• rate this
    -25

    Comment number 423.

    Perhaps an expanding population wouldn't be such a problem if we actually invested in the education of this next generation, instead of shoving them through the same 1950s style system that has proved time and time again that it does not work. One-size-fits-all education is a waste of talent that could save this planet from issues such as this.

  • Comment number 422.

    This comment was removed because the moderators found it broke the house rules. Explain.

  • rate this
    -1

    Comment number 421.

    The rhetoric of some regarding an Islamic wave of breeding intent on removing indigenous peoples of the British Isles out of their homes, the truth is this will not happen due to the anticipated introduction of new laws to limit child numbers in families which is a very sensible approach in an island state with limited land resources, Australia on the other hand every family needs to be a tribe

  • rate this
    +4

    Comment number 420.

    For fear of sparking the "real" debate, but we can't support the current population, how is this going to help matters. Congrats to all new parents however, why no further breakdown on numbers - is there another story behind these numbers the Govt want hidden, so as to NOT rile the average BRIT !! Time for someone to expose the hidden facts I think.

  • rate this
    +6

    Comment number 419.

    @377 Peter B
    "..parlty for selfish reasons as large families cost a lot,"
    -----
    What a load of tosh, how selfish and rude of you. We're the ones forced to pay a high price for housing because we are dumped at the back of any council housing queue and priced out by selfish greedy people. Would love to have had kids but could never afford it.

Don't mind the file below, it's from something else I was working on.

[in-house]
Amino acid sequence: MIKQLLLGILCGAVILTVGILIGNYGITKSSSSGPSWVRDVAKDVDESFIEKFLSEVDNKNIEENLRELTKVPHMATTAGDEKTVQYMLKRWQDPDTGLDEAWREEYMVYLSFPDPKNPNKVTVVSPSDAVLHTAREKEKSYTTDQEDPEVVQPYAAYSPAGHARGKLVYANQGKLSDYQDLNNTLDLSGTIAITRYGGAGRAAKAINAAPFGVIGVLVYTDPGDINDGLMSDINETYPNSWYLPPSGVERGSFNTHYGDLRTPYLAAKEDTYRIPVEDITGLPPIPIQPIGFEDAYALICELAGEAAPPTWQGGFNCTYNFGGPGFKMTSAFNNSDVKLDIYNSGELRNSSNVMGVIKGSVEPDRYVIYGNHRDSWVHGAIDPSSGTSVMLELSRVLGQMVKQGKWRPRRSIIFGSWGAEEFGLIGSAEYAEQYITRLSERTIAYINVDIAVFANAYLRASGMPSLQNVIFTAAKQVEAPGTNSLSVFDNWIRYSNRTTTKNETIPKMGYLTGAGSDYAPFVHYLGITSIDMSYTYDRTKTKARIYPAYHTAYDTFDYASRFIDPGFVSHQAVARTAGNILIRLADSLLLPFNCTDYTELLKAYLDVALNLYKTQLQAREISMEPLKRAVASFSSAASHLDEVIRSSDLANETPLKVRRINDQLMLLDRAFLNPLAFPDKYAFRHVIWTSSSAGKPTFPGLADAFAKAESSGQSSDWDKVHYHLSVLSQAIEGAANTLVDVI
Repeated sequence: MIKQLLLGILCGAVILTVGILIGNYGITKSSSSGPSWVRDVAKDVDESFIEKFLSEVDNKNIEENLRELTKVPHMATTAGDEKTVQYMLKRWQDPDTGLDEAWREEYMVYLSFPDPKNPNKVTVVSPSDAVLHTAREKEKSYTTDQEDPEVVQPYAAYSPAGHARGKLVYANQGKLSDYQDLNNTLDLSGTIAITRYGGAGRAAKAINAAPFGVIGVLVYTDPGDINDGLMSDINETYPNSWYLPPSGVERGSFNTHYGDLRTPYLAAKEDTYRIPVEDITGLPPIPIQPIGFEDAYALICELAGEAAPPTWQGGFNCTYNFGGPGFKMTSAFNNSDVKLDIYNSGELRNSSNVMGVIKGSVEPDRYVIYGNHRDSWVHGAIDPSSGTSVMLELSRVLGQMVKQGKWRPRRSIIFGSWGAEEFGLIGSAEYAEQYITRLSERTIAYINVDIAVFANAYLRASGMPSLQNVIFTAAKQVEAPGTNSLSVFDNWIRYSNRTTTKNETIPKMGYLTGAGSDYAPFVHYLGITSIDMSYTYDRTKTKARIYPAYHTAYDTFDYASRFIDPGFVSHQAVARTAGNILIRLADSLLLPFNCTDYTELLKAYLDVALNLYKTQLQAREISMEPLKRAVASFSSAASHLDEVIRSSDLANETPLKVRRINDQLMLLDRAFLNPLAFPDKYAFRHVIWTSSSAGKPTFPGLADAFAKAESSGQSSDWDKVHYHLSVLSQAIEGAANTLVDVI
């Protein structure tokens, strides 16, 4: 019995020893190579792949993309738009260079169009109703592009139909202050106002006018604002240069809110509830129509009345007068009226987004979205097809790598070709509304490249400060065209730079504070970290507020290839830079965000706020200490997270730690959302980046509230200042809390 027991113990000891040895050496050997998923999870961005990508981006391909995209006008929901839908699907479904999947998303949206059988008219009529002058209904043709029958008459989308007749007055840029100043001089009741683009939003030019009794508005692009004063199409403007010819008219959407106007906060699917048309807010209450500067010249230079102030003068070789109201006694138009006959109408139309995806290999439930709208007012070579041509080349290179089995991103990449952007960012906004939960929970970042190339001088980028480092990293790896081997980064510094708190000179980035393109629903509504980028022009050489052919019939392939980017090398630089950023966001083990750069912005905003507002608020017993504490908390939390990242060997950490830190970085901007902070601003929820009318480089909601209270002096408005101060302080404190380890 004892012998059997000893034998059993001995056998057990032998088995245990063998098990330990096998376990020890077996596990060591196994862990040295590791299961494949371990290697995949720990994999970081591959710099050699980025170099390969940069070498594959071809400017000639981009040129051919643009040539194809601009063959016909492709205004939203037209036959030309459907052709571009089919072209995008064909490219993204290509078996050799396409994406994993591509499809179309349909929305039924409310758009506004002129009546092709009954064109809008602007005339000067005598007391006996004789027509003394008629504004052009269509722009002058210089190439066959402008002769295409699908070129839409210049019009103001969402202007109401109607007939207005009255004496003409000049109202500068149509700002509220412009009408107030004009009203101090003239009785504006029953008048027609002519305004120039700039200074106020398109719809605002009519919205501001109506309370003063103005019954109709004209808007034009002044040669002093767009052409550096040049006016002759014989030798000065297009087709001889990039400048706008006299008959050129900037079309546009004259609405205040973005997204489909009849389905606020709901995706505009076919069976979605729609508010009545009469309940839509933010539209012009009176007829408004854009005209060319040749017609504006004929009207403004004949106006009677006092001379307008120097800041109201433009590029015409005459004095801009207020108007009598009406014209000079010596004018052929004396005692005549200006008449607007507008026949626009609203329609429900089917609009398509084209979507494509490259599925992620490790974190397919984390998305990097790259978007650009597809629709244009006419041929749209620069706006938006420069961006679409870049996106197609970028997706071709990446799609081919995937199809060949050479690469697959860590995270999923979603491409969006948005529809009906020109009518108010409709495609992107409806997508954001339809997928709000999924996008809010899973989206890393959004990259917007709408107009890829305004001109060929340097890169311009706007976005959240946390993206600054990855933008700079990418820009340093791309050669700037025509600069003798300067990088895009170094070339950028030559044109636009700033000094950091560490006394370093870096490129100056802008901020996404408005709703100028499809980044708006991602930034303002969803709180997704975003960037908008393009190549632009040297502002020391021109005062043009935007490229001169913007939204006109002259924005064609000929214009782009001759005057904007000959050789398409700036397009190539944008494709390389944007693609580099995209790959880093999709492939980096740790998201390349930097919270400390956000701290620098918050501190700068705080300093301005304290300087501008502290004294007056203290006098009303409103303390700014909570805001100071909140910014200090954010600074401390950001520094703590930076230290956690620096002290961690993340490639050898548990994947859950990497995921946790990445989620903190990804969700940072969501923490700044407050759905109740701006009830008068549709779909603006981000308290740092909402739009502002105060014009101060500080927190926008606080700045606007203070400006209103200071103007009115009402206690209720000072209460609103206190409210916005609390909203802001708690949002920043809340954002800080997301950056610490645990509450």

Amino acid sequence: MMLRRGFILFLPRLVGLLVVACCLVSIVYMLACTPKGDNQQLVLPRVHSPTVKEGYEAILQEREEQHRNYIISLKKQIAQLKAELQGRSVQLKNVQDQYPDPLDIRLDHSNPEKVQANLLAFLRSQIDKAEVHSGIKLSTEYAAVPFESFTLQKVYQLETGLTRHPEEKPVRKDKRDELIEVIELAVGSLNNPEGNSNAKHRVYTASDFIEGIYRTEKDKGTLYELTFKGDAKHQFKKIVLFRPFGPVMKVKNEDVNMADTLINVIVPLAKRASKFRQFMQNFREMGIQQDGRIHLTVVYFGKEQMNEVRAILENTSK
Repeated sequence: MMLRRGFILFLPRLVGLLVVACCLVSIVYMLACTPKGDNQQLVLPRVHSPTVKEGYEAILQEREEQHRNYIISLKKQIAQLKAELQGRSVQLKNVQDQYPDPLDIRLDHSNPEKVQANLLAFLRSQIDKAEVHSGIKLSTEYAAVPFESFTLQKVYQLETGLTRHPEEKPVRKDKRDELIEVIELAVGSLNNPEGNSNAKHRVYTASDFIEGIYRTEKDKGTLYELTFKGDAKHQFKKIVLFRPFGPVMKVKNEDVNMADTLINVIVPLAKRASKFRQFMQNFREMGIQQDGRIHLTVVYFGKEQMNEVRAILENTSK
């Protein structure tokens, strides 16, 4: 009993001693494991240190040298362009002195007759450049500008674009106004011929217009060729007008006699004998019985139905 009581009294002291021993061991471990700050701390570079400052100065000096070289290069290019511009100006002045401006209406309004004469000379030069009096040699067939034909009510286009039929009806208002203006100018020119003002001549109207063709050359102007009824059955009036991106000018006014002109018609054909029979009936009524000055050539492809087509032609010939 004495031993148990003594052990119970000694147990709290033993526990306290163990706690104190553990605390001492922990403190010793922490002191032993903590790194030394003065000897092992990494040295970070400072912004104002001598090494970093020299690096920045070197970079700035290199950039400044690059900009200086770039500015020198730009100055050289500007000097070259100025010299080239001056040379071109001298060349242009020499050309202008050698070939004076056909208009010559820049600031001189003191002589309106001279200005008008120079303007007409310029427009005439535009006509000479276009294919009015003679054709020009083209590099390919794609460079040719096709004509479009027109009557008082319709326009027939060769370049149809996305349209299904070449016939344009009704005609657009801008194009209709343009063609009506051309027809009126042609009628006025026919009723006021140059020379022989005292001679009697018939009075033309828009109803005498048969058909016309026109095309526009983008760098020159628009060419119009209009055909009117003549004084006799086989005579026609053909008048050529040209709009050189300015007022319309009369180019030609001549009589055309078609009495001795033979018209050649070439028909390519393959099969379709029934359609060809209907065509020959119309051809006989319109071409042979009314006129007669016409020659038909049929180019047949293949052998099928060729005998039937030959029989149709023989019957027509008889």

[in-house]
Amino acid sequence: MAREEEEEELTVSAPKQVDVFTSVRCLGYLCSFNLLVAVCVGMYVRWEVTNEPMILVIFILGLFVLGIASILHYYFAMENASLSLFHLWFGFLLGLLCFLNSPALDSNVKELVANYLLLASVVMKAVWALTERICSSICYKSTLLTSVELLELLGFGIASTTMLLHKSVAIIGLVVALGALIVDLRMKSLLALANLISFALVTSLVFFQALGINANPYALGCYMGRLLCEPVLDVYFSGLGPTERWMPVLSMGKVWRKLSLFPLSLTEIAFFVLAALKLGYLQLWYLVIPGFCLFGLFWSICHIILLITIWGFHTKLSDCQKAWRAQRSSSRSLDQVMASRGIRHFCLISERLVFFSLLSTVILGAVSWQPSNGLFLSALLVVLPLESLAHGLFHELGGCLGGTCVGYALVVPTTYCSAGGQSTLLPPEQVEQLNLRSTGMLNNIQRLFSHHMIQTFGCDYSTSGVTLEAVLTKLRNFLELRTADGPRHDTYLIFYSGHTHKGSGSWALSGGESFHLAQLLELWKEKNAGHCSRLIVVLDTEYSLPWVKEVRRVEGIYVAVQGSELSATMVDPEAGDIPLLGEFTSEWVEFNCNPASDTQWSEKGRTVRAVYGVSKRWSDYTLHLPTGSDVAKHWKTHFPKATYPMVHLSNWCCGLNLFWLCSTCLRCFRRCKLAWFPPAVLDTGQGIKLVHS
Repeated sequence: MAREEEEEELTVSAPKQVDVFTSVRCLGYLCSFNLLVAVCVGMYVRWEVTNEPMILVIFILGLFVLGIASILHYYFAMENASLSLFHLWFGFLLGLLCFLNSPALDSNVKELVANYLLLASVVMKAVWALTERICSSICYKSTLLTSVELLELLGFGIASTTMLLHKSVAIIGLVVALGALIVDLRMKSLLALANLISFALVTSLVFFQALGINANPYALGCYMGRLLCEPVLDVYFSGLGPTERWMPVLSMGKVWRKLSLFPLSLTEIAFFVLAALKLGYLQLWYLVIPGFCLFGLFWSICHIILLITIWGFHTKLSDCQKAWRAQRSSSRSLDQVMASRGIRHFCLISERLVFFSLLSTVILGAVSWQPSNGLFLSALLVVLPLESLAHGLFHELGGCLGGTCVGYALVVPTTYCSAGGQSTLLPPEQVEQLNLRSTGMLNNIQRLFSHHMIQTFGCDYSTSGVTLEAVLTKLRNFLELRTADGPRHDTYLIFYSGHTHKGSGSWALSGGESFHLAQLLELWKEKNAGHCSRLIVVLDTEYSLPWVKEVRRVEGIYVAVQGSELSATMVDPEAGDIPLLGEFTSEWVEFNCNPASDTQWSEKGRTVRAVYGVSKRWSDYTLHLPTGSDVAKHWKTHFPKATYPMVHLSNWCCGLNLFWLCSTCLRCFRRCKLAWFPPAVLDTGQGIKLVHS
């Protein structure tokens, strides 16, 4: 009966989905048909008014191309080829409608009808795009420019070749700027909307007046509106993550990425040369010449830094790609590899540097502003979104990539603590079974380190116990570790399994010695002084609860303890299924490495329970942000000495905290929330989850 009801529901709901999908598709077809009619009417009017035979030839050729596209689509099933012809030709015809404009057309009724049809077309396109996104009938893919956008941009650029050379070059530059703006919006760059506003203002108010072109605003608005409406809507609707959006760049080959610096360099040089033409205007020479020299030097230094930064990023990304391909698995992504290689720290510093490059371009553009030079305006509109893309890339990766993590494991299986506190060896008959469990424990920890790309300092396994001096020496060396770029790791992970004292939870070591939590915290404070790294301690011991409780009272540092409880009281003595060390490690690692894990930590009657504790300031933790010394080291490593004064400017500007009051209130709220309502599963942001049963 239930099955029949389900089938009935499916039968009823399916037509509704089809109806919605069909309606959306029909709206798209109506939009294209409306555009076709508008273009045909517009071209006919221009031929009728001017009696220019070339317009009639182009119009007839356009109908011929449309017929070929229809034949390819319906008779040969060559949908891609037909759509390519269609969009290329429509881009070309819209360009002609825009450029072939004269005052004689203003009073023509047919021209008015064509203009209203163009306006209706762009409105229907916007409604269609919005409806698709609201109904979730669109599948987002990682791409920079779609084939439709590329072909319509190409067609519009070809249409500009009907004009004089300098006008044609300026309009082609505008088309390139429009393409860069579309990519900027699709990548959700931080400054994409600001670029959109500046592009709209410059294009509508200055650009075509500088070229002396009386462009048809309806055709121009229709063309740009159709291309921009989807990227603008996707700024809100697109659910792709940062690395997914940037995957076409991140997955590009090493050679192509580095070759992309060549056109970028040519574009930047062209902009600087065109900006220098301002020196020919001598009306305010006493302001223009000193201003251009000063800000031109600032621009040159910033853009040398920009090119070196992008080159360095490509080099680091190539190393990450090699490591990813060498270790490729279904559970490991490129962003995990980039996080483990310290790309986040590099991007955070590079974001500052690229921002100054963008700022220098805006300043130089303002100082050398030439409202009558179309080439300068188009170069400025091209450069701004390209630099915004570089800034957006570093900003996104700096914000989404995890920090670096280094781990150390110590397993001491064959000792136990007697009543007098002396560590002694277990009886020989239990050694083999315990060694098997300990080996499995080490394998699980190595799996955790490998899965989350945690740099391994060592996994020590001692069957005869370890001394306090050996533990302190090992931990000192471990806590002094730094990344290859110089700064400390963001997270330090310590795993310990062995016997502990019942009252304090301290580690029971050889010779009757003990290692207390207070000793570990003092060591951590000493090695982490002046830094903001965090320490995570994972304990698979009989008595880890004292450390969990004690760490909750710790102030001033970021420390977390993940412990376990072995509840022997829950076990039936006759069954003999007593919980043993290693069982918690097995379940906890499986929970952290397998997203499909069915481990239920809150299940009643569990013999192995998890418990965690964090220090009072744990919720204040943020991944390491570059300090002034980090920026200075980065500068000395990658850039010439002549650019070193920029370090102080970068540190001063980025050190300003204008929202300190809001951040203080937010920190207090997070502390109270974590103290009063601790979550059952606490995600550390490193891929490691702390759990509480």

• rate this
    +3

    Comment number 418.

    The first two children in the family get "Child support benefits'......any child born after that the parents get ZERO.
    Start reducing those 'benefits' on a year by year basis NOW. Currently you have six children or more...next yr you get benefits for 5 max ...the year later 4..the yr later 3...then 2 full stop.
    It will make people THINK.

  • rate this
    0

    Comment number 417.

    That's funny, as of 2010 the fertility rate in the UK was less than 1.95; the replacement fertility rate is more like 2.10. Have the storks been working overtime in the UK? In fact, all of the countries listed in the article have had fertility rates less than replacement rates, except possibly for France. The ghost of Malthus never stops moaning, does it?

  • rate this
    +1

    Comment number 416.

    Err.... So will the government reverse putting up the retirement age because the population is now getting younger? I'm not holding my breath!

  • rate this
    -3

    Comment number 415.

    Immigants! I knew it was them! Even when it was the bears, I knew it was them.

  • rate this
    +12

    Comment number 414.

    I tell what would be a very interesting scenario if it ever came to fruition. If the world went to war, I'd love to see the population of the UK after all those that felt it necessary, left to fight for their motherlands.

    I bet I’d get a seat on the tube!

  • rate this
    +49

    Comment number 413.

    The UK is a very attractive place to come and breed in. Free health and maternity care, free schools, free housing, freedom to build your own churches, practically free to build your own country!

    Us liberal white brits, who are a minority now in our own capital city and many towns, will look after you and all your children. We'll even pay to translate the benefit documents for you!

  • rate this
    +2

    Comment number 412.

    I reckon dragging kids into this rotten world is something of a mistake myself

  • rate this
    +29

    Comment number 411.

    We used to have Red squirrals...the Grey ones got rid of them....


    Need I say more?